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Coupon Abbreviations
  • SC = Store Coupon
  • MC = Manufacturer Coupon
  • SS = Smart Source
  • RP = Red Plum
  • PG = Proctor and Gamble
Coupon Terms
  • WYB = When You Buy
  • B1G1 = Buy One Get One Free
  • .75/1 = 75 cents off one item
  • .75/3 = 75 cents off three items
  • EXP = Expiration Date

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organic living journey it's apple season

The following is part of an Organic Journey guest post series, written by Amy a long time helper behind the scenes of Southern Savers.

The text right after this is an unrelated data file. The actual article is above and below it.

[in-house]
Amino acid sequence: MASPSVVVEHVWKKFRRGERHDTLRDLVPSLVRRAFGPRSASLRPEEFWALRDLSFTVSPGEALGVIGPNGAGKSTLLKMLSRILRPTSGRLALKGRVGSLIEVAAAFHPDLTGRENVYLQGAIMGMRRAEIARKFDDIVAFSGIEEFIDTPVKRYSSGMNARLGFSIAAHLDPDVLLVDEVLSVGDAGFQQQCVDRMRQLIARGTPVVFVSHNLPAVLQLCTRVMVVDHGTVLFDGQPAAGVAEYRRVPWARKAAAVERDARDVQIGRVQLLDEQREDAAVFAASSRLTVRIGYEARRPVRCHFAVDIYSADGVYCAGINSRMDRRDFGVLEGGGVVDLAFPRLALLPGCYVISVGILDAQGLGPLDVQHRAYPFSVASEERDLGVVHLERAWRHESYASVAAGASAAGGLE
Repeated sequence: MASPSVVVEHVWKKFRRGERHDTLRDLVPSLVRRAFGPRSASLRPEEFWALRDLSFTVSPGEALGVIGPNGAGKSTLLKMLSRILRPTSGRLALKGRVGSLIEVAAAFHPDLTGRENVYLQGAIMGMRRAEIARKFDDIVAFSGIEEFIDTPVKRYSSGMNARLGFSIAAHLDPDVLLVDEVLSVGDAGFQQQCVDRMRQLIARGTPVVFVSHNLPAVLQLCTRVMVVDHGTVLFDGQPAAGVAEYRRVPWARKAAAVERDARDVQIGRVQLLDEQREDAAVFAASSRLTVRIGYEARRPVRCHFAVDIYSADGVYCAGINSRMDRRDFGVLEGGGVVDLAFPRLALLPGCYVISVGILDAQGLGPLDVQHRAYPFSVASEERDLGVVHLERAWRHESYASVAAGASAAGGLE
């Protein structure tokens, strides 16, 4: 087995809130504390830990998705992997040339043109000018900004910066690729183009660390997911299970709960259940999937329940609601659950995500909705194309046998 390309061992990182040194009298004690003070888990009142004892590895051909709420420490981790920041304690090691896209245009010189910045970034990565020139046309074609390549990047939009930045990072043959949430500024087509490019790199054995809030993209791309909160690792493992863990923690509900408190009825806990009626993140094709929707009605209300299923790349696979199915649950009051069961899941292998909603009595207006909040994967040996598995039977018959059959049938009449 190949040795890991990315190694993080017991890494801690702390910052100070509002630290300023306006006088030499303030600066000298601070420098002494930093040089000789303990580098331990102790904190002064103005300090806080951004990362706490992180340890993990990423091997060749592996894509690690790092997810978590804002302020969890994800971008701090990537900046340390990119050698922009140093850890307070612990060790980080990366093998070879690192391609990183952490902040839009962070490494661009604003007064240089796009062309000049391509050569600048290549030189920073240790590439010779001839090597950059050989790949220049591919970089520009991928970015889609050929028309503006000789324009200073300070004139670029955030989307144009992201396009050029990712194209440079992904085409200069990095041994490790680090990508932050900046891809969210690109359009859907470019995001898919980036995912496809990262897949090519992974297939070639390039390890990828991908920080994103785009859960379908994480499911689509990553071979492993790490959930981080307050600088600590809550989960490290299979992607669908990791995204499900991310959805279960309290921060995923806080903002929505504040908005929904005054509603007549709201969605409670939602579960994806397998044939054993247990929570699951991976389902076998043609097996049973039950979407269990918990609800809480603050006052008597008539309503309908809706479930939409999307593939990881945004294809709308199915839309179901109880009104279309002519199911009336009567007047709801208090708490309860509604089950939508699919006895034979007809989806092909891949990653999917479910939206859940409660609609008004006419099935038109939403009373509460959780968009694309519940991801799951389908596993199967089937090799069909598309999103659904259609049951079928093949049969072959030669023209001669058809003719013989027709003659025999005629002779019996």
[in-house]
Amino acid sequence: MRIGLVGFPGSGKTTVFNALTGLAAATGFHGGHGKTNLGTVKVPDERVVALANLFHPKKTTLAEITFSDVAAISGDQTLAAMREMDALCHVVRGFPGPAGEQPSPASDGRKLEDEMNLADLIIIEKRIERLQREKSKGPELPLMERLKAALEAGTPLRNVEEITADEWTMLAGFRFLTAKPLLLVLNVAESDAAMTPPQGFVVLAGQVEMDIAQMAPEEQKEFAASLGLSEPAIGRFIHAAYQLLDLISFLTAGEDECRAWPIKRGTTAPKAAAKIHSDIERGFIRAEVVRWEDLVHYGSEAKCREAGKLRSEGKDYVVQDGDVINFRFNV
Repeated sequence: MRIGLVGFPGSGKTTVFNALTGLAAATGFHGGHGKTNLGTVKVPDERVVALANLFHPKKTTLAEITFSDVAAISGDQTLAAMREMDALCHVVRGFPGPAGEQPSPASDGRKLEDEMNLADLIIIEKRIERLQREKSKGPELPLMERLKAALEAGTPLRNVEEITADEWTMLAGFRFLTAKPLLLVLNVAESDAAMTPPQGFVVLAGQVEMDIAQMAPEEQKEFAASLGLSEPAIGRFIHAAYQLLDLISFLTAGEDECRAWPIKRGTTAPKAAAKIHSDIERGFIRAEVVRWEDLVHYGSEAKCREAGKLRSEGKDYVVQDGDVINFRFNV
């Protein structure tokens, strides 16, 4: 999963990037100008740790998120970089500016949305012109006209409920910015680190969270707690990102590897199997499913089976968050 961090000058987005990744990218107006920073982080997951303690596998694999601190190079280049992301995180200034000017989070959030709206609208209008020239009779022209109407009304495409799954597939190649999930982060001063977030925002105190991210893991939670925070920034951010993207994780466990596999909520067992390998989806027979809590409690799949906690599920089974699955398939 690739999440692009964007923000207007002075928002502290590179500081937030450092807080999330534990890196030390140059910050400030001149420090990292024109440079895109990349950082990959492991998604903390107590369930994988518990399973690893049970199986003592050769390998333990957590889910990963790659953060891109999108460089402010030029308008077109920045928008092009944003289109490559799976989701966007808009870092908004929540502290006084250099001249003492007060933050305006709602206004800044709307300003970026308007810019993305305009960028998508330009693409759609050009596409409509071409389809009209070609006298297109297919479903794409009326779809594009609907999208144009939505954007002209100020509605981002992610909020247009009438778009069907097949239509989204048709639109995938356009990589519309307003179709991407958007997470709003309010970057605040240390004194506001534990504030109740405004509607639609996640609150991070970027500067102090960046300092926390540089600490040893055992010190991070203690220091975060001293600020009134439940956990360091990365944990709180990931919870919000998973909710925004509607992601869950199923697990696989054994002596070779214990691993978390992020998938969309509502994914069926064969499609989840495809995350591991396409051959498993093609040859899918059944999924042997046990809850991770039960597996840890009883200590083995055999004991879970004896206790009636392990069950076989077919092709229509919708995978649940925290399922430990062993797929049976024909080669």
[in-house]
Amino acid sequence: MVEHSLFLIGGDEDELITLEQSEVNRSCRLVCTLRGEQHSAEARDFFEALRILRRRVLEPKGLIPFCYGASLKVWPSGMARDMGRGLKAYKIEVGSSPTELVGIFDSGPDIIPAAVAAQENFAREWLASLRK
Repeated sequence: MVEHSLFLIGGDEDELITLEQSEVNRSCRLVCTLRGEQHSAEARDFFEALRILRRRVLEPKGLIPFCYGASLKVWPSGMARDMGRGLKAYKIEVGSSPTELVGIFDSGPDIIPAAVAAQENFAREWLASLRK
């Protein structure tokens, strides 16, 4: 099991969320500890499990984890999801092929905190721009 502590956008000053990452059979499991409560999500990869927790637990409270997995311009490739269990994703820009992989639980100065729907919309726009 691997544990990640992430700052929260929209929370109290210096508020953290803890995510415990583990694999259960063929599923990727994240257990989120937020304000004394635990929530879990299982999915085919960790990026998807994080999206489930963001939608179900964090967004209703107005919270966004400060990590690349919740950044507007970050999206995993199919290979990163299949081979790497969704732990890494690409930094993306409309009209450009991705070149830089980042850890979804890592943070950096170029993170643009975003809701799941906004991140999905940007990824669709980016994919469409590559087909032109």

I feel like I just discovered another secret in this whole eating better for less journey.  Want to know what it is?  Well, I was reading another blogger’s tale of how she saves money eating well and noticed that she bought a huge box of tomatoes.  A box of tomatoes that no family could ever consume before they went bad.  Then later, while I was at my beloved farmer’s market, I noticed a man who had boxes of produce (and he didn’t appear to be buying for a restaurant!)  Another seed was planted into the sieve-like brain of mine.  I also have been gradually noticing that the prices for a box of produce at my farmer’s market are significantly cheaper than the price per pound.  The puzzle piece that put it all together for me happened this weekend though.